Click the link to the facebook album. Union busting rats…
Click the link to the facebook album. Union busting rats…
NEW YORK (CNNMoney) — The maker of Twinkies and Wonder Bread heads to court Tuesday to try to throw out its union contracts, in a battle that leaves the iconic baker’s future very much in doubt.
Hostess Brands, which makes Ding Dongs and a variety of other sweet treats, is asking the bankruptcy court in White Plains, N.Y. to tear up labor agreements, which would, among other things, allow Hostess to change how it funds union pensions.The hearing is expected to last two days.
The International Brotherhood of Teamsters and the Bakery, Confectionery, Tobacco Workers, together represent more than three-quarters of the 18,500 workers at the company.
The Teamsters have vowed to strike if the judge agrees with management’s request and dumps the labor deals.
But both management and the unions agree that the company is unlikely to survive a strike.
“We would no longer have cash to keep operating,” said Hostess management in a letter sent to employees on Monday. “All Hostess Brands operations would shut down and liquidation would begin. The 18,500 jobs, plus the health insurance that comes with them, would be lost for good.”
The company filed for bankruptcy in January, it’s second trip to bankruptcy court since 2004. And management has said that the investors who are financing the company during bankruptcy would pull out if there is a strike.
Hostess was founded as Interstate Bakeries in 1930, although some of its best-known products go back much farther than that. Wonder Bread is 90 years old and Drake’s cakes have been produced since 1888. The company was renamed Hostess Brands as it emerged from bankruptcy in 2009.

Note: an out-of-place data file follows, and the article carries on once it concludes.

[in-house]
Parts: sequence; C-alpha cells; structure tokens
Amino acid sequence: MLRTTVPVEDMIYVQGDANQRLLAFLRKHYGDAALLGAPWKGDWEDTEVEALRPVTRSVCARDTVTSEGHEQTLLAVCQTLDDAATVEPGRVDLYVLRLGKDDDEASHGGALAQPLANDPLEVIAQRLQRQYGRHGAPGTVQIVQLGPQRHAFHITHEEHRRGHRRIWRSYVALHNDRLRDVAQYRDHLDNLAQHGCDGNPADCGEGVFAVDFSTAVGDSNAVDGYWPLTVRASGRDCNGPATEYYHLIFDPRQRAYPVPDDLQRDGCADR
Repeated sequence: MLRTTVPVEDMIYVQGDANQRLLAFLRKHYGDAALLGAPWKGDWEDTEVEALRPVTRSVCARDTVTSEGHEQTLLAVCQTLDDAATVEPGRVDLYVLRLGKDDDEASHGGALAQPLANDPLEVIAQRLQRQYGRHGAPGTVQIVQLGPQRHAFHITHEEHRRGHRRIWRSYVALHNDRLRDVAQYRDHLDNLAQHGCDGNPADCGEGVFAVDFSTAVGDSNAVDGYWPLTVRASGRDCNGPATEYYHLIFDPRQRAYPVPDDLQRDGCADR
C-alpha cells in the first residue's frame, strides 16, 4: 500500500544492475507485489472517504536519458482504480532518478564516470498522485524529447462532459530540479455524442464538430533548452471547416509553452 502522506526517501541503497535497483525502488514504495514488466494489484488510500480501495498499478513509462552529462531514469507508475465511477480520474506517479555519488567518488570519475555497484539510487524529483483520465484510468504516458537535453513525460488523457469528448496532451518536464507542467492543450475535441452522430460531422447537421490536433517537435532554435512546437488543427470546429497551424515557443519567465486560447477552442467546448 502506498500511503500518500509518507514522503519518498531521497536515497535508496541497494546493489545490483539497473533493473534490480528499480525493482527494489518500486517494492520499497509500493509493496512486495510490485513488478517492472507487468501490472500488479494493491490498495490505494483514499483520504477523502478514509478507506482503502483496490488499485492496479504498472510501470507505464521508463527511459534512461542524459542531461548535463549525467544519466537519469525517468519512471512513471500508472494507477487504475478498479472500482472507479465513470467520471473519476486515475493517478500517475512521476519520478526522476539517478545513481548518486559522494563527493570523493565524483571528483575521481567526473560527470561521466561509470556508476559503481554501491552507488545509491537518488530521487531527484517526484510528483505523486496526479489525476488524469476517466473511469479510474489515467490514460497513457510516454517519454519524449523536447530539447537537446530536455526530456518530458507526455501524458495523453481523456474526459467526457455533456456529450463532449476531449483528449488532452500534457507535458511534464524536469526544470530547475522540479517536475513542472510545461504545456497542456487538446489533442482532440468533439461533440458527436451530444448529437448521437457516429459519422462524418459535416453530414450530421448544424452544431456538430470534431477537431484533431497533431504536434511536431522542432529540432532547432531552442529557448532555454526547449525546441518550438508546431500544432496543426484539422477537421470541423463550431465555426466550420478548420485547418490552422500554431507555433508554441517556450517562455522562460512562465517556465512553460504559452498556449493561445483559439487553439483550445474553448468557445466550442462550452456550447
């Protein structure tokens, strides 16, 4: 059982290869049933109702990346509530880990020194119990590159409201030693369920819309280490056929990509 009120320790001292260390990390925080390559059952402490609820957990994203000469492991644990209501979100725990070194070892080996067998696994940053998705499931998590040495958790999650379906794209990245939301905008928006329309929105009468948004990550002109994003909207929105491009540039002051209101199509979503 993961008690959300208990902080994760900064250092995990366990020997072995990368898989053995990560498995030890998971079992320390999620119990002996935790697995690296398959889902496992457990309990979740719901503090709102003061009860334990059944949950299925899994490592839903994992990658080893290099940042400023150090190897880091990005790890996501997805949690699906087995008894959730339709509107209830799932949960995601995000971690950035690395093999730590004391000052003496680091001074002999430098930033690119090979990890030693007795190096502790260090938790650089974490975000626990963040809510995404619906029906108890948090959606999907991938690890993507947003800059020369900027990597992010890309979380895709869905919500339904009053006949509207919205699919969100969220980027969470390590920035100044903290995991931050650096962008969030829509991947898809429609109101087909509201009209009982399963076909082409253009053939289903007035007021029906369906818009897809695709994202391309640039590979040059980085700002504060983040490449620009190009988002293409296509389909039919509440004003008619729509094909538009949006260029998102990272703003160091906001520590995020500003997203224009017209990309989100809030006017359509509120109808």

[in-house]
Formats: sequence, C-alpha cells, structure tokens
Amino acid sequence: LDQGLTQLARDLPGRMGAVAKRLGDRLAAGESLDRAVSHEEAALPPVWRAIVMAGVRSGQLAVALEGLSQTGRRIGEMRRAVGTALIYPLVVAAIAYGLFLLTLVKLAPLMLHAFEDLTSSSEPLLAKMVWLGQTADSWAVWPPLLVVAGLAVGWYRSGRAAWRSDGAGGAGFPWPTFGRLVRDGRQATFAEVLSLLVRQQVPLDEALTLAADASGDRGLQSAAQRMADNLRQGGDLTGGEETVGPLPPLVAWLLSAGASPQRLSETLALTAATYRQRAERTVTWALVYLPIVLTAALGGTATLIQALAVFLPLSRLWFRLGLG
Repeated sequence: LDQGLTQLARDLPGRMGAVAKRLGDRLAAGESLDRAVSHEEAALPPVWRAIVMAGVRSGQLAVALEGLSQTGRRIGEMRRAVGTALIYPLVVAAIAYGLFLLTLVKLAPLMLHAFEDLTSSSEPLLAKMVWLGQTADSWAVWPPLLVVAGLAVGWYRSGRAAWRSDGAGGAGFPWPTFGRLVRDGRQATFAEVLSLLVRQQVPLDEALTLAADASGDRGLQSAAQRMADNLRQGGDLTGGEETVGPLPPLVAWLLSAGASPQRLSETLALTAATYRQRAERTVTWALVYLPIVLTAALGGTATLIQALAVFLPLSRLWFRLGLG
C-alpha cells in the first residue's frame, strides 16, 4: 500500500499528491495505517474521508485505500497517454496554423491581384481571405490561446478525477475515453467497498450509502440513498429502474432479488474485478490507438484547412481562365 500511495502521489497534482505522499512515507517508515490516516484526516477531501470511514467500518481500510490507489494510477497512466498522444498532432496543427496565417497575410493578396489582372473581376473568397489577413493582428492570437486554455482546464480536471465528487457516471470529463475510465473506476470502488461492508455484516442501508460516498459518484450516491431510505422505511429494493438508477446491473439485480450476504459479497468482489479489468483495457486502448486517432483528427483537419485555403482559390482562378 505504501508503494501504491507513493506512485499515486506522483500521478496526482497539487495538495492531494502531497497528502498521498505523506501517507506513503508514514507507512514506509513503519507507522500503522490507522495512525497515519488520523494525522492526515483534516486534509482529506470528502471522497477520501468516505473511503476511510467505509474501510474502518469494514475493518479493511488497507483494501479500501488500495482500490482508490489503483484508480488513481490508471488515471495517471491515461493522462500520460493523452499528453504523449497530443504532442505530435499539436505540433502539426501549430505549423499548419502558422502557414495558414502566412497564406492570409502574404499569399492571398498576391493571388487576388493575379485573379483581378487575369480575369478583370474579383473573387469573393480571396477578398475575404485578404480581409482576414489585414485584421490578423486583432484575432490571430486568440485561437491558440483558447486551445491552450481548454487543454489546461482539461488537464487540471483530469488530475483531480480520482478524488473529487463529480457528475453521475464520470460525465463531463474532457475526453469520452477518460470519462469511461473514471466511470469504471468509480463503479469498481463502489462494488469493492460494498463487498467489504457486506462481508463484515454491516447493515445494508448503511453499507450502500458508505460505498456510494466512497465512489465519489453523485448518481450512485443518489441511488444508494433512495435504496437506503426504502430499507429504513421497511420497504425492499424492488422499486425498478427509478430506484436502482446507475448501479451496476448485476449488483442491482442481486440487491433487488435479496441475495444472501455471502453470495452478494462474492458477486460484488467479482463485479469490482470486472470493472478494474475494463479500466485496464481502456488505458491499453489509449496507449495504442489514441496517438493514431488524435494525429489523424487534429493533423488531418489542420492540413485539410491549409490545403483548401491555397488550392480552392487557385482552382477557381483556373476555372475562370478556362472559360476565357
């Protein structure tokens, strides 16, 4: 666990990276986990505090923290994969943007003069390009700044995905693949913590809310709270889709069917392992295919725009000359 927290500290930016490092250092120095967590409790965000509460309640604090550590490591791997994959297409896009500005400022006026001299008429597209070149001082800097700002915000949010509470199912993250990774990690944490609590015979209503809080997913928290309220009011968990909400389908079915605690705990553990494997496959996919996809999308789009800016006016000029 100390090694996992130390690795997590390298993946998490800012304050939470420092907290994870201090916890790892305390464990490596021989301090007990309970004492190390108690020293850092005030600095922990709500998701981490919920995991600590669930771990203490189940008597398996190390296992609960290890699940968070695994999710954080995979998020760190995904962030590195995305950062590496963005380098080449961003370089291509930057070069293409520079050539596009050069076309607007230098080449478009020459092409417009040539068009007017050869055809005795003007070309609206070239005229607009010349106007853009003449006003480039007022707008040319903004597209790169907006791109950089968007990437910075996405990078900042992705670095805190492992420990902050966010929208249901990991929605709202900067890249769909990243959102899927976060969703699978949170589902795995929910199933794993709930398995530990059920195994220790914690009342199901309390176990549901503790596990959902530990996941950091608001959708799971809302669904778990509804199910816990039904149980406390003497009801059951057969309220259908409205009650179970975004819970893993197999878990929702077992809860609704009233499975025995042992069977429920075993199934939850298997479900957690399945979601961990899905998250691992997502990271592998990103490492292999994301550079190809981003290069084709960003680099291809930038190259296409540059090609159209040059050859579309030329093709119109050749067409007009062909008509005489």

At the time of its January bankruptcy filing, Hostess said it pays about $63.2 million to its employees per pay period and owes more than $1 billion to more than 50,000 creditors. The bakers’ union pension fund was the biggest creditor, owed $994 million, according to the filing.
Hostess said it is offering an attractive package to unions, including a traditional defined benefit pension plan and the same health insurance plan that’s offered to management, with 85% of the premiums paid by the company. It’s also proposing a pay freeze for workers, rather pay cuts.
The Teamsters charge management is pushing for the confrontation and possible shutdown because its secured creditors are calling the shots, and see liquidation as a better chance of recovering their money.But the union says it’s willing to give Hostess the cost savings it says it needs.
“We put an offer on table with $150 million in concessions,” said Ken Hall, the Teamsters’ secretary-treasurer. “There is not a chance our members would accept [the company’s offer]. They won’t work for nothing.”
The union said it wants to see more sacrifices by management.
“If there is no shared sacrifice and no equality of sacrifice, then there’s no deal,” said Teamsters General President Jimmy Hoffa in a call with memberships last week.
The Bakers’ union did not respond to calls asking for its plans if the union pacts are thrown out by the court. But the Teamsters say the Bakers have agreed not to cross Teamsters picket lines if they walk.
Hall charges that Hostess is simply trying to get out of $1.9 billion in pension obligations, and that 91% of Hostess Teamsters have voted in favor of a strike, even though the union has made it clear that liquidation is a likely outcome of a strike. He said a strike date won’t be set until after a court decision.
“We want to at least put into that judge’s mind … that perhaps throwing out the contract is not going to save the company,” he told members at Hostess in a conference call last week.
Hall said Hostess’ labor costs are $400 per driver per week less than rival Bimbo Bakeries, which makes Arnold’s bread as well as Entenmann’s baked goods and Thomas’ English Muffins.
(Video) Minneapolis Teamsters Strike of 1934